Discovery CEO: We ‘have to’ launch a big streaming video service

Food Network Kitchen
As Discovery ponders the launch of a big, aggregated streaming service, the company is introducing niche offerings like Food Network Kitchen. (Discovery Inc.)

It might not happen in 2020 but eventually Discovery Inc. will launch a big streaming video service that includes content from all its brands.

At a Citi investor conference today, CEO David Zaslav said his company is still performing well on traditional cable and pay TV platforms but that the business can’t continue growing without expanding. He said the cable business is still growing outside the U.S. but that overall viewership is declining.

“If we want to win in the long-term – and we have this great IP that people love that’s curated through great brands and characters that people love – we have to take that out,” Zaslav said.

WHITEPAPER

How To Lower the Cost of Ownership of Your Cable Access Network

This white paper presents a cost analysis of a virtualized cable modem termination system (CMTS) deployed in a distributed access architecture (DAA). Learn how to eliminate traditional CMTS constraints, efficiently enhance your network performance and more.

He said that launching a streaming service that pulls from all of Discovery Inc.’s brands – which include Discovery Channel, TLC, Food Network and HGTV – will require getting traditional TV providers on board with their plans. He said that Discovery is in “meaningful discussions” with existing distributors.

RELATED: Discovery plots big new streaming video service in U.S.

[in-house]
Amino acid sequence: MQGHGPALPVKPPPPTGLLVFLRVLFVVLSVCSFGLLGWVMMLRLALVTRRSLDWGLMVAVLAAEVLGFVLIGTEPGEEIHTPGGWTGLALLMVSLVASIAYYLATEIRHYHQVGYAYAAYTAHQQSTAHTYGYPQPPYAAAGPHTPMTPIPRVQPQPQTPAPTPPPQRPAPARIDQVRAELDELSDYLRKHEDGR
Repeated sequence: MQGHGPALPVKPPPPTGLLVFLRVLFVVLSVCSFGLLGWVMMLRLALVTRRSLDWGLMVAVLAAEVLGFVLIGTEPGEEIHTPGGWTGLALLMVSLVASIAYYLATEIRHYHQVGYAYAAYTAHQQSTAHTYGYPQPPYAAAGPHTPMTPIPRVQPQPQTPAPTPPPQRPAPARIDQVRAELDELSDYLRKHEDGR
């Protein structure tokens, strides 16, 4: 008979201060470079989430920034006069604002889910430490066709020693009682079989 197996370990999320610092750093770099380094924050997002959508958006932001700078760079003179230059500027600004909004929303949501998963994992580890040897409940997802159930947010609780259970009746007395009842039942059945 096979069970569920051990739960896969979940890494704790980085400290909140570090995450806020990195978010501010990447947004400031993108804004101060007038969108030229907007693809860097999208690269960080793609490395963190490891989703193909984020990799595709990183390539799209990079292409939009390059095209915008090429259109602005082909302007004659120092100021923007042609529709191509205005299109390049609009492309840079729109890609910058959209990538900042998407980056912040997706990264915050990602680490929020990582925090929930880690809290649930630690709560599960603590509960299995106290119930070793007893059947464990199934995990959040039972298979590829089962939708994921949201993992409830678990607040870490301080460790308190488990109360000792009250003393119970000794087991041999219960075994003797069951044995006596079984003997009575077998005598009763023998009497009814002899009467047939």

“Our view is we should figure out how to make them partners. Charter is a great company. They have 10 to 11 million broadband-only subscribers. Comcast is an extraordinarily well-run company. They’re serving and nourishing their customers. Today, they agreed that they will offer CBS All Access… That’s a very positive step forward.”

With other major programmers like Disney, NBCUniversal and WarnerMedia aggregating their content into high-profile streaming brands, the timing seems appropriate for Discovery to do the same.

Zaslav’s comments today echo statements he made about launching an aggregated streaming platform last year during the company’s most recent earnings call.

“More to come on that in the next several months, but it feels very good to us right now in terms of our niche strategy with passion and depth, view and do, our strategy in Europe of aligning with the other big players…,” said Zaslav. “And finally, with all the success we’re having here in the U.S., we’re saying ‘Hey, maybe why not? It looks like we have the most compelling content and the deepest library of anybody.’”

Discovery recently launched Food Network Kitchen, a streaming service that combines library content with live cooking classes along with interactive and e-commerce features.

Suggested Articles

WarnerMedia scored a key HBO Max distribution deal with Comcast just as it launched in May. Nearly six months later, there still isn’t an app.

Peacock, NBCUniversal’s recently launched streaming video service, is rolling out 20% discounts on annual Premium subscriptions for Black Friday.

How can we defend ourselves? Mostly, it’s a matter of common sense.